About this supplement

This article has been published as part of Reproductive Health Volume 14 Supplement 3, 2017: Proceedings from the Global Forum on Bioethics in Research (GFBR)‘s “Ethics of Research in Pregnancy” meeting. The full contents of the supplement are available online at https://reproductive-health-journal.biomedcentral.com/articles/supplements/volume-14-supplement-3.

Authors’ contributions

VC, RM, MM and PN conceived the study, its design and strategy. DC and SH participated in patient management. VC made first draft of the manuscript. MM, RM and PM reviewed the manuscript. All authors read and approved the final manuscript.

Ethics approval and consent to participate

All study participants provided informed consent prior recruiting to the study. Ethical approval was granted by National Ethics Committee for Health Research (No 049/NECHR) and Oxford Tropical Research Ethics Committee, University of Oxford, UK (OXTREC Reference: 1052–13).

Consent for publication

Not applicable.

Competing interests

The authors declare that they have no competing interests.

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Open AccessThis article is distributed under the terms of the Creative Commons Attribution 4.0 International License (http://creativecommons.org/licenses/by/4.0/), which permits unrestricted use, distribution, and reproduction in any medium, provided you give appropriate credit to the original author(s) and the source, provide a link to the Creative Commons license, and indicate if changes were made. The Creative Commons Public Domain Dedication waiver (http://creativecommons.org/publicdomain/zero/1.0/) applies to the data made available in this article, unless otherwise stated.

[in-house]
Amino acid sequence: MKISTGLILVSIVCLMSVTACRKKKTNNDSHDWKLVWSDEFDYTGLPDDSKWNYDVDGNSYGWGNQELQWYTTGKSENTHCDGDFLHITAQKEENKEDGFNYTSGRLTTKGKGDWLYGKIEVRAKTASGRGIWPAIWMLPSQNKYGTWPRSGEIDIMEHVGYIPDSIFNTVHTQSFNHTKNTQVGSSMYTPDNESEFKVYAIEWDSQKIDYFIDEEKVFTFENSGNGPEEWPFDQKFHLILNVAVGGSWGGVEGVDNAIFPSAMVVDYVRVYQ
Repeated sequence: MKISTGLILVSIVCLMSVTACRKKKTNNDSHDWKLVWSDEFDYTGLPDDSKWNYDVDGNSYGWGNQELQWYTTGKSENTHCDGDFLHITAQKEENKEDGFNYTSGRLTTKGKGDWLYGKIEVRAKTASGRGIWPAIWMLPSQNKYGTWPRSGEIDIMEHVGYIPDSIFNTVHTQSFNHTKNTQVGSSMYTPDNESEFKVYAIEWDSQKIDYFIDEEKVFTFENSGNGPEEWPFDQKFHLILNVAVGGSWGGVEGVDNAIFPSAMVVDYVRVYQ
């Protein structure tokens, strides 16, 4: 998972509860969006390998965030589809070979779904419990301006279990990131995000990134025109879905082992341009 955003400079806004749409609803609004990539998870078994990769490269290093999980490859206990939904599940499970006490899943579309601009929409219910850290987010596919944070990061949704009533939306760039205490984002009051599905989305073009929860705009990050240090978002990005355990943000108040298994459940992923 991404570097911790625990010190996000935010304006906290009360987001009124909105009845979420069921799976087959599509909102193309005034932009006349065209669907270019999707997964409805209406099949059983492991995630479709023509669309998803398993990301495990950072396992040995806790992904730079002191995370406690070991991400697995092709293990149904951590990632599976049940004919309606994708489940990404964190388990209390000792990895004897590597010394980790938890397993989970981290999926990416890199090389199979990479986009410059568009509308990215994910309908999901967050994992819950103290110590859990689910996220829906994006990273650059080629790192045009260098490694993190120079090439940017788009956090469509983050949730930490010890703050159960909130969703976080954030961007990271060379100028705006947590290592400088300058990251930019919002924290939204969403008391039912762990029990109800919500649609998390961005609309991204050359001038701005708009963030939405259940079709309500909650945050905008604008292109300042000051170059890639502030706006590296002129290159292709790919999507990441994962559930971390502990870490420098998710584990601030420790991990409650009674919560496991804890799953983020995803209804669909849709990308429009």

Authors’ Affiliations

(1)
Lao-Oxford-Mahosot Hospital-Wellcome Trust Research Unit (LOMWRU), Microbiology Laboratory, Mahosot Hospital, Vientiane, Lao People’s Democratic Republic
(2)
Shoklo Malaria Research Unit (SMRU), Mahidol-Oxford Tropical Medicine Research Unit, Tak, Thailand
(3)
Pakngum District Hospital, Vientiane, Lao People’s Democratic Republic
(4)
Nuffield Department of Medicine Research Building, Centre for Tropical Medicine and Global Health, University of Oxford, Oxford, England, UK
(5)
Faculty of Postgraduate Studies, University of Health Sciences, Vientiane, Lao People’s Democratic Republic

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Copyright

© The Author(s). 2017